The Path Well Worn Comes Fraught with Cowardice
James Freeman Clarke once said “Conscience is the root of all true courage; if a man would be brave let him obey his conscience.” Then what exactly makes a man, a man? In Mark Twain’s Huckleberry Finn Colonel Sherburn gave a speech where he proclaimed that a man is defined by his courage to stand up for what he knows to be right thing. But most men will not stand up for the right thing, or even what they believe in, unless other men stand up with him. Although it was Colonel Sherburn who gave the speech, it was Twain who wrote it. Twain’s purpose in writing Colonel Sherburn’s speech was to point out the cowardice in the average man, demonstrate how easily manipulated men are, and show what it took for a man to stand up for what was right.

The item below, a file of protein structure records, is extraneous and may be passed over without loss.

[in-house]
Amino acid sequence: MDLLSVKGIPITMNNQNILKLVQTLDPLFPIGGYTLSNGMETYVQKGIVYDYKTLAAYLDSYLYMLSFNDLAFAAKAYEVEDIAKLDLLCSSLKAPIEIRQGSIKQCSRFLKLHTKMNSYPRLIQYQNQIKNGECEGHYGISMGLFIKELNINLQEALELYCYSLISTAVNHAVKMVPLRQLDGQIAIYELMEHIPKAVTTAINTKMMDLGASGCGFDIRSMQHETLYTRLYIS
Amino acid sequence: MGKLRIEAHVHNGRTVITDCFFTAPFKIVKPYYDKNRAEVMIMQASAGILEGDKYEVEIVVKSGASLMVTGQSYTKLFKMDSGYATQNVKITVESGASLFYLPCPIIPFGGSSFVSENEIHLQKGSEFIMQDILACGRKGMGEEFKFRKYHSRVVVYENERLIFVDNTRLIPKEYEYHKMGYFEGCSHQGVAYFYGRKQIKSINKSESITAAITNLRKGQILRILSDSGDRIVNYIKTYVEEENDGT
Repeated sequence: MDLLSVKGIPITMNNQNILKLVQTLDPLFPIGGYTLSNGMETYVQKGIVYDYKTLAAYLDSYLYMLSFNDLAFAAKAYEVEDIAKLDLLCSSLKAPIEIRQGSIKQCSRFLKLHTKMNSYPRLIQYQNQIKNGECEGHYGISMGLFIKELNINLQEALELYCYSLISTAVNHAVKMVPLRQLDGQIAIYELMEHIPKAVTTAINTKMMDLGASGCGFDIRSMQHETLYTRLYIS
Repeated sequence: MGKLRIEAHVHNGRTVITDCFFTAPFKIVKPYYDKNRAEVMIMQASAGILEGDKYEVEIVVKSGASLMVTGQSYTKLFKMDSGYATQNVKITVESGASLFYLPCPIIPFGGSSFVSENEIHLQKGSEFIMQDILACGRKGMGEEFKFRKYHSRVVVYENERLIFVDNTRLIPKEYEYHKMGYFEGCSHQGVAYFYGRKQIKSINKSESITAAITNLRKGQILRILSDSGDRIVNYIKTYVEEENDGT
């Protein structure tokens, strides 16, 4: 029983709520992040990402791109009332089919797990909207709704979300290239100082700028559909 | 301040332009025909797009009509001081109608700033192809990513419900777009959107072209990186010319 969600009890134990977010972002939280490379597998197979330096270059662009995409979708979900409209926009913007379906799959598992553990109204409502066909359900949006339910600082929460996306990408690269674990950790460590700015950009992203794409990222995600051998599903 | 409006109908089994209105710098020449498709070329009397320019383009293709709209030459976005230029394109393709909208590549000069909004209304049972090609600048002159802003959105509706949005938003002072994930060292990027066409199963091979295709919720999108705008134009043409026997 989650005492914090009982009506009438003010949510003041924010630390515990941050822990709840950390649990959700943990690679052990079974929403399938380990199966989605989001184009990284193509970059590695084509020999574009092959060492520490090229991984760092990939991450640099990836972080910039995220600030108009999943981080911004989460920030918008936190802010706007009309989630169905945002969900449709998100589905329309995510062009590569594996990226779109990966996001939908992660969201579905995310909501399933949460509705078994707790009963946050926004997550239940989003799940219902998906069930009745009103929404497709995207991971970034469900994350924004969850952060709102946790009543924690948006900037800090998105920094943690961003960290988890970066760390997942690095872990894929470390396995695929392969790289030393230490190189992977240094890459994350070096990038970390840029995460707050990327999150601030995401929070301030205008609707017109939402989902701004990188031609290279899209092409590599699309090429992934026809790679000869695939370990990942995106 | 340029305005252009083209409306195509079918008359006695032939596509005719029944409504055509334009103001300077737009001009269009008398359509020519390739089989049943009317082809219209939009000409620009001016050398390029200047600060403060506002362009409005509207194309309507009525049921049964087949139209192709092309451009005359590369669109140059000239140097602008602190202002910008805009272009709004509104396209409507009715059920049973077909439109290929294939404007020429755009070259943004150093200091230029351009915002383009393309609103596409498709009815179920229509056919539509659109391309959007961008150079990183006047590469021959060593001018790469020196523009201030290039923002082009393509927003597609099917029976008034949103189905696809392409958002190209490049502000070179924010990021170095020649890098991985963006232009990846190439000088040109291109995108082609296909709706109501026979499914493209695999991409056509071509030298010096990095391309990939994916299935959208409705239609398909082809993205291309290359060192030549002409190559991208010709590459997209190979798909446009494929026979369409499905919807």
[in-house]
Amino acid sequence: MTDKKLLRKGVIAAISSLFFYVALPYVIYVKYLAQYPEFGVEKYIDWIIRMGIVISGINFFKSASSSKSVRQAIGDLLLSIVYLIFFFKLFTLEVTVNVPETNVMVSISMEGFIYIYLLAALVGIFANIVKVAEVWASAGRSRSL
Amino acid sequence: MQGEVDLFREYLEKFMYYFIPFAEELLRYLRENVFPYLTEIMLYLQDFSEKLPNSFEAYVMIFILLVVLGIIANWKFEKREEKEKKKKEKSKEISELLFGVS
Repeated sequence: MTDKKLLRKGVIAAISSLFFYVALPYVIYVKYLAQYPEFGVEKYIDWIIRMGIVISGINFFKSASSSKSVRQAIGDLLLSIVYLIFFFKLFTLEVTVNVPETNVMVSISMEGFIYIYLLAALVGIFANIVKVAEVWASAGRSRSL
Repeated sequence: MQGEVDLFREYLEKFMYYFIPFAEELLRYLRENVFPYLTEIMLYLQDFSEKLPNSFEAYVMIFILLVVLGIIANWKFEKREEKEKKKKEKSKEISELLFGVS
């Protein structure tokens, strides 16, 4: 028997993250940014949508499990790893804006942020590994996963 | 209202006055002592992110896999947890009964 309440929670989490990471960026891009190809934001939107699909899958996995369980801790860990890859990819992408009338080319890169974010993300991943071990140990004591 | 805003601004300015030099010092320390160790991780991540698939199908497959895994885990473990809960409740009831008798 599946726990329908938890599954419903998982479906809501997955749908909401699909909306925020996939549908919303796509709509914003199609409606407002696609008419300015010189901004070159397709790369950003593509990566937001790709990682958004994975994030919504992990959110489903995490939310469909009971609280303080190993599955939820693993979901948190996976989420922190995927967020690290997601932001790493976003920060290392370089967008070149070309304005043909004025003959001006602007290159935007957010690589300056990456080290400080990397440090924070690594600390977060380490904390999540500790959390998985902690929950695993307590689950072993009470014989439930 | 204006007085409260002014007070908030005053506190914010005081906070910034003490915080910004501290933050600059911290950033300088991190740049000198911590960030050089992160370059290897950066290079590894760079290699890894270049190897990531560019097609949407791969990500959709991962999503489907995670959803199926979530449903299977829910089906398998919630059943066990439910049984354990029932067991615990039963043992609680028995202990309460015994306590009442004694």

Colonel Sherburn proved his point that the average man was a coward when he stopped the mob from lynching him, regardless of the fact that he was only one man. For example, after tearing down Sherburn’s fence, “the front wall of the crowd begins to roll in like a wave.” Yet after Sherburn stepped out onto the porch of his house, “The racket stopped, and the wave sucked back.” Despite the mob’s former fervor to lynch Sherburn, all it took was his presence in front of them, to stop them. Sherburn was able to stand up to the mob because no one in it had the courage to defy him, which is exactly what he said. Sherburn was right; the people in the mob knew he should be punished for shooting Boggs in cold blood, but because they did not have a man in their midst to lead the charge, would not punish him for his crime. In addition, Sherburn further proved his point when he was able to scare off the mob by himself, ‘Now the thing for you to do, is to droop your tails and go home and crawl in a hole. If any real lynching’s going to be done, it will be done in the dark, Southern fashion; and when they come they’ll bring their masks, and fetch a...